A Guide to the Court Process

By April 11, 2018January 28th, 2021For Business, Thought Leadership

In some cases it isn’t possible to agree a suitable compensation settlement with your opponent and so you have to take Court proceedings. The purpose of Court proceedings is so a Judge can look at all of the evidence and decide whether the opponent is legally responsible for your accident. The Judge also decides upon the amount or order that you are entitled to.  This guide predominantly looks at the court process under CPR Part 7 as it is known (https://www.justice.gov.uk/courts/procedure-rules/civil/rules/part07).

As the person making the claim you will be known as the Claimant. Your opponent will be referred to as the Defendant. To start the Court proceedings, your solicitor, or you yourself, will prepare documents which set out your claim (known as a Claim Form and Particulars of Claim) and send them to the Court. The Court will then send these documents on to your opponent who will normally have four weeks to respond.

After your opponent has sent you the document setting out their case, known as the Defence, a Judge will look at the claim and issue a list of instructions (known as Directions) for both you and your opponent to follow. The purpose of these Directions is to make sure all of the evidence is gathered and sent to the Court so the Judge can make his or her decision.

Directions include a timetable to follow. You will have to send any documents that are relied upon and your witness statements to the opponent by the dates laid out in the timetable. Your solicitor will prepare your statement for you, as well as statements for any witnesses who saw your accident or can give extra information about your injuries.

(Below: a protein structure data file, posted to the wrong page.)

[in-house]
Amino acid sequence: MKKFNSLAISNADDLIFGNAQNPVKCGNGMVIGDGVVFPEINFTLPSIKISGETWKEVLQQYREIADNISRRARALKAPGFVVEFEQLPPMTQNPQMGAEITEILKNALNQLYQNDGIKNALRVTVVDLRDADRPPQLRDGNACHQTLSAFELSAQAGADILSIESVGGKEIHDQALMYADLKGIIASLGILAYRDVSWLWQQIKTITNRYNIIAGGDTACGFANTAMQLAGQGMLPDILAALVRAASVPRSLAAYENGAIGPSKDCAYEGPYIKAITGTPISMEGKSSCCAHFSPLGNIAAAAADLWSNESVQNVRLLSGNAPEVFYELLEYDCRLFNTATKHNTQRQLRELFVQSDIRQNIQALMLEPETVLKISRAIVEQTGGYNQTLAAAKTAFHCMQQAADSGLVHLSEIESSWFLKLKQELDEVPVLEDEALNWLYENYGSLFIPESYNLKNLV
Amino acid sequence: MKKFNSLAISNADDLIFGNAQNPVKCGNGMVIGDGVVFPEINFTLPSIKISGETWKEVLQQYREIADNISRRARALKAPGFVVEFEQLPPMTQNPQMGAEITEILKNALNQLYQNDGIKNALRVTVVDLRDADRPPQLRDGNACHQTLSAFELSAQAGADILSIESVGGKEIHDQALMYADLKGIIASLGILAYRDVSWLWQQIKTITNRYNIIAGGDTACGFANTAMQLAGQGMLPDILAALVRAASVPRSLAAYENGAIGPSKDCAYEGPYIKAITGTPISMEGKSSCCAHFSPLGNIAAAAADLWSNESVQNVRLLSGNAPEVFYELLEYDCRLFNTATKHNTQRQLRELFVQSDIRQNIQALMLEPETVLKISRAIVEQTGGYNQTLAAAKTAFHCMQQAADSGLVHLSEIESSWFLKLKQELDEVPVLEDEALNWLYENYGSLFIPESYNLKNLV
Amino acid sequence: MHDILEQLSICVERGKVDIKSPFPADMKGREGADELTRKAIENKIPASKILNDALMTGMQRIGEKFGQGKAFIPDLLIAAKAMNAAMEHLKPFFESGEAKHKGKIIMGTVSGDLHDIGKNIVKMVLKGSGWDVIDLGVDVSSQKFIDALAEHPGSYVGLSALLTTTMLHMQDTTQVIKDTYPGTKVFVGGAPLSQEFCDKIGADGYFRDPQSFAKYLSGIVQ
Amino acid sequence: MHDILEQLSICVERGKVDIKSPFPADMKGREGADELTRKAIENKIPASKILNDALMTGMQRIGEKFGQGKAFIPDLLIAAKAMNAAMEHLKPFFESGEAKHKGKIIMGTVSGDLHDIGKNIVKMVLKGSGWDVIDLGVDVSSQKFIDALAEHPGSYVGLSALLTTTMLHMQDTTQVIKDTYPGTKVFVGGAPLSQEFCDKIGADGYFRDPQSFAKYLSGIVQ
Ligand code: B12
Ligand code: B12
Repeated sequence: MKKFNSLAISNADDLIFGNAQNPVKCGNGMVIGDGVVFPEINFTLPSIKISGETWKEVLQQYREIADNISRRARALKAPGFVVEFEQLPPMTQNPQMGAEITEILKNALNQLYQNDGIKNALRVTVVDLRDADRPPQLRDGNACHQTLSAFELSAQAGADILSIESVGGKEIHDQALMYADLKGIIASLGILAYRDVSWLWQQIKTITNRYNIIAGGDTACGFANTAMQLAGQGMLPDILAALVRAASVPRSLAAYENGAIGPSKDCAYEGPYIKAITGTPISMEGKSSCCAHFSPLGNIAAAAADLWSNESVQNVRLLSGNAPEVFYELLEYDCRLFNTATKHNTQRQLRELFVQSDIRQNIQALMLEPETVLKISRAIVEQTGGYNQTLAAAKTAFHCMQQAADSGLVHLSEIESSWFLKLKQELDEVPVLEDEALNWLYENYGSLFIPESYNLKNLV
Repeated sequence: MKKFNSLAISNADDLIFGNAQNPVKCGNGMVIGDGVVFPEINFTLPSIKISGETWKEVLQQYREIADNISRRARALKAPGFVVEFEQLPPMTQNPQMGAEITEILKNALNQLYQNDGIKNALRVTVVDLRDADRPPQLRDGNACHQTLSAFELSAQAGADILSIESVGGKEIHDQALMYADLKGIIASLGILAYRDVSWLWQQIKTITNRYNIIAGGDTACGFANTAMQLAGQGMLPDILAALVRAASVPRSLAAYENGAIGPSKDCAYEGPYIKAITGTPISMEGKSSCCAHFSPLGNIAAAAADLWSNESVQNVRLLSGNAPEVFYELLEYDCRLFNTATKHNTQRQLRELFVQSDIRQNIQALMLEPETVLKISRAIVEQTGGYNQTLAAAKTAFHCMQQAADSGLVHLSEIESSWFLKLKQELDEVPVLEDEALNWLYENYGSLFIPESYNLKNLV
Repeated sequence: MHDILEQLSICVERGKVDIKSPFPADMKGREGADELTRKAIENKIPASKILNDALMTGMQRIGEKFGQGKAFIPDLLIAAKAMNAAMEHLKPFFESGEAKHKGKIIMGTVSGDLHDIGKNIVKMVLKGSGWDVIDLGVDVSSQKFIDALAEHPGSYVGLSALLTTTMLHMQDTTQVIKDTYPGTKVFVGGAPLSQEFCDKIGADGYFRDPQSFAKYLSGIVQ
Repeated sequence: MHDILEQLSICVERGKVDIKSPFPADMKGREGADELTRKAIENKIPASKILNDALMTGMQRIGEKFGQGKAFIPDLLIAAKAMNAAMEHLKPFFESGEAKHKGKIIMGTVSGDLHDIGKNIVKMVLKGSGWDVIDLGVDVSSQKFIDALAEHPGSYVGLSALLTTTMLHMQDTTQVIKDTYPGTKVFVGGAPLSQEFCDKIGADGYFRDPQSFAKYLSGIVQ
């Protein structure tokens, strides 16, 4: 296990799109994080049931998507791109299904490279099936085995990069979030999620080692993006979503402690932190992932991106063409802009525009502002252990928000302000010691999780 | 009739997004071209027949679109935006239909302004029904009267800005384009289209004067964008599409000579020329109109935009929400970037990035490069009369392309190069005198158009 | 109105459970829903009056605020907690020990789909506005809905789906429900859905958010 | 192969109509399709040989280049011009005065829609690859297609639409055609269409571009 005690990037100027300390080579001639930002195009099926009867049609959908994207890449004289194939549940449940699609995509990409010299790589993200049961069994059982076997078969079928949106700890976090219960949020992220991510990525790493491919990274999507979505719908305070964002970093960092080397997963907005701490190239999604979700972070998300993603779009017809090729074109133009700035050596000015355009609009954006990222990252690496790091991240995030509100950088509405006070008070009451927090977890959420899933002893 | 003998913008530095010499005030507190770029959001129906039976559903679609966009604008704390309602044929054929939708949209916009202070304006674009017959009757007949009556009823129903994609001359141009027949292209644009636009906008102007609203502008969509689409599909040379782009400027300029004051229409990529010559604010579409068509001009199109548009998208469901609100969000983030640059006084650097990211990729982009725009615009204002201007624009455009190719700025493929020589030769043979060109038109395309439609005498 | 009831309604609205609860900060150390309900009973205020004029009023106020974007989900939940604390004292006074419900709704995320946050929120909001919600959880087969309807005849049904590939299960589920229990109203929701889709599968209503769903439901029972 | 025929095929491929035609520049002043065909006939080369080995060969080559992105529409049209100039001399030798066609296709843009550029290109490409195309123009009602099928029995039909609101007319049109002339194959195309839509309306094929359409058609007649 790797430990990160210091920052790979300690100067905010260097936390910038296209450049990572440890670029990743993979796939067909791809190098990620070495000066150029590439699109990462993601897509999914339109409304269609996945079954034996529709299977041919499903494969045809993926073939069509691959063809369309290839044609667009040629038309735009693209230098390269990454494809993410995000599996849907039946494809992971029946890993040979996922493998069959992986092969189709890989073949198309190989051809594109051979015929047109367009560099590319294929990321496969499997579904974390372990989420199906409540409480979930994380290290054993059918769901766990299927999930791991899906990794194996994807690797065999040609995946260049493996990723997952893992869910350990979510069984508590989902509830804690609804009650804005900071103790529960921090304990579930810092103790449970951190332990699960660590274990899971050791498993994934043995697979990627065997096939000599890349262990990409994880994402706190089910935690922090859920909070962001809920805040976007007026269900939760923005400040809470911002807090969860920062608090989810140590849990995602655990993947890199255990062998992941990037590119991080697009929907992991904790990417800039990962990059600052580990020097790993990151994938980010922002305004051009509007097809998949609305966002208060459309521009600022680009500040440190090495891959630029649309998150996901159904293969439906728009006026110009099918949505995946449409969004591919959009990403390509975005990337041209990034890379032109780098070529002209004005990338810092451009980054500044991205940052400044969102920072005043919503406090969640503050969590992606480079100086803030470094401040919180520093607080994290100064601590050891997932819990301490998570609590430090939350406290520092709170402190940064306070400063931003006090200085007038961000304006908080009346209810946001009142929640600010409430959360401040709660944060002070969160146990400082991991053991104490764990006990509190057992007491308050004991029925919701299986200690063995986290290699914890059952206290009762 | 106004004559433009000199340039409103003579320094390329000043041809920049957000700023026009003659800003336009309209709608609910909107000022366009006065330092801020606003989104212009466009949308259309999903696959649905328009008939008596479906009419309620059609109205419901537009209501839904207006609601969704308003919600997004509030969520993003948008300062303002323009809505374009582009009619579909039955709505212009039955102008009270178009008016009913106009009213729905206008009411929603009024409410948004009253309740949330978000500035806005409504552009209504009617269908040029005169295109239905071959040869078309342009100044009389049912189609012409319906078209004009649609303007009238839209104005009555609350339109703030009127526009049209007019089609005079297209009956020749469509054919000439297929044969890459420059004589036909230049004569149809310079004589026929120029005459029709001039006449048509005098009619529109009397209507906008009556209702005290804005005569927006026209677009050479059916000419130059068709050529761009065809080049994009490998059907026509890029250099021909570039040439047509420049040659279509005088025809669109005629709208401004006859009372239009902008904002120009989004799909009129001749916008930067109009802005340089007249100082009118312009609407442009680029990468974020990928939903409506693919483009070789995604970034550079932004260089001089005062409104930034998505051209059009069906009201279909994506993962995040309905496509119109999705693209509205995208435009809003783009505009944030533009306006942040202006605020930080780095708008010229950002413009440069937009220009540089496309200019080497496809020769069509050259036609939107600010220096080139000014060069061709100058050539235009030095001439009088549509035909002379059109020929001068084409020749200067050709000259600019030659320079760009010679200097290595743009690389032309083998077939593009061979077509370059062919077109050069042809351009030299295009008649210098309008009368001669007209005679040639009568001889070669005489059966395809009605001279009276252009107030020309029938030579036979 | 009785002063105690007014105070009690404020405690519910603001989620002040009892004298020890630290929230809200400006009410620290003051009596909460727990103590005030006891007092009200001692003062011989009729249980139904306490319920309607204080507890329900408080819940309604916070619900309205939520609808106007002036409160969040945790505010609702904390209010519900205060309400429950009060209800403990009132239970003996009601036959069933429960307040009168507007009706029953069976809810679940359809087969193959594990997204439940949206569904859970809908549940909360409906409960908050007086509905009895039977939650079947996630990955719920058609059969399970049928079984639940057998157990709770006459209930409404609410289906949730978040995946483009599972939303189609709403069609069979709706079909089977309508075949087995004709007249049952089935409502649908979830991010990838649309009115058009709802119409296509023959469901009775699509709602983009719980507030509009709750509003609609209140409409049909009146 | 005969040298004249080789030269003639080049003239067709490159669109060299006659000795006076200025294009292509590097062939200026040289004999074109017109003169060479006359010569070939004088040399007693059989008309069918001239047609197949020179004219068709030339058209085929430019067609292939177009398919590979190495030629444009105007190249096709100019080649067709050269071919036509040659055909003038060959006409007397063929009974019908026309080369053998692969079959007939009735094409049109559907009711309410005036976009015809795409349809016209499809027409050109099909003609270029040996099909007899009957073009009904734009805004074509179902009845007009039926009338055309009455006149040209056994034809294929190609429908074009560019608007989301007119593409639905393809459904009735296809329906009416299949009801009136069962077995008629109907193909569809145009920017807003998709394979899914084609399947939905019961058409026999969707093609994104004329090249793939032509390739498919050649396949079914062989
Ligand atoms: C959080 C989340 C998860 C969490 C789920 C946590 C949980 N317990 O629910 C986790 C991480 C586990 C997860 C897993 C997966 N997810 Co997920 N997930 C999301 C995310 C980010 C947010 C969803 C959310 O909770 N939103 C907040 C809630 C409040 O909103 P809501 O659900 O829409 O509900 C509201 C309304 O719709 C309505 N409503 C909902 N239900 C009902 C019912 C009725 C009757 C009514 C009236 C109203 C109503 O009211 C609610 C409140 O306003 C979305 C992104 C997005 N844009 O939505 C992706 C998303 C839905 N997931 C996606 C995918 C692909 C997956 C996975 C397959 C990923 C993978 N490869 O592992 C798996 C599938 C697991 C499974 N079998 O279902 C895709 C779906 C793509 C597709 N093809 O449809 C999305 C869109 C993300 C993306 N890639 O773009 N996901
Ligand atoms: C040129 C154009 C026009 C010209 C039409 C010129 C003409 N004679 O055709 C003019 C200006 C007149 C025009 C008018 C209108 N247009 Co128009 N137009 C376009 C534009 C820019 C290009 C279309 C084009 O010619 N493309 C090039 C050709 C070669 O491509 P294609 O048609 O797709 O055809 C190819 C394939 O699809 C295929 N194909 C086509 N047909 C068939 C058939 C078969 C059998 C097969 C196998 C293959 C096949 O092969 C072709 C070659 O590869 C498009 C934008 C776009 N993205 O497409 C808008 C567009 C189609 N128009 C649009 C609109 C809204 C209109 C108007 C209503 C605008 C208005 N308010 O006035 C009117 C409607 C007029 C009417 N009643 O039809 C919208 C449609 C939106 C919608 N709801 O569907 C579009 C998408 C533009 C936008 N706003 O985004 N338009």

The Court will decide what witness experts reports you and the opponent are allowed to rely upon. For claims that are valued at under £25,000, the opponent is usually not allowed to get their own experts’ reports but they may be able to ask questions of your experts.

If an agreement cannot be reached beforehand, the Court will set a date on which the Judge will make his decision (known as a Trial). Usually, both you and your opponent will need to attend Court for the Trial. Whilst this may seem daunting, your solicitor, if you choose to instruct one, will go through everything with you and arrange for someone to represent you at the Trial. It will usually be a Barrister (also known as Counsel) who represents you at the Trial, and they will normally meet you beforehand to run through everything with you.

After your Barrister and your opponent’s Barrister have made their arguments, the Judge will make a decision, called a Judgment. Sometimes, in more complicated cases, the Judge may not give his Judgment on the day but take some time to think about it before giving his or her decision a few weeks later.

Alison Rocca

Author Alison Rocca

Alison is a solicitor in our Litigation department.

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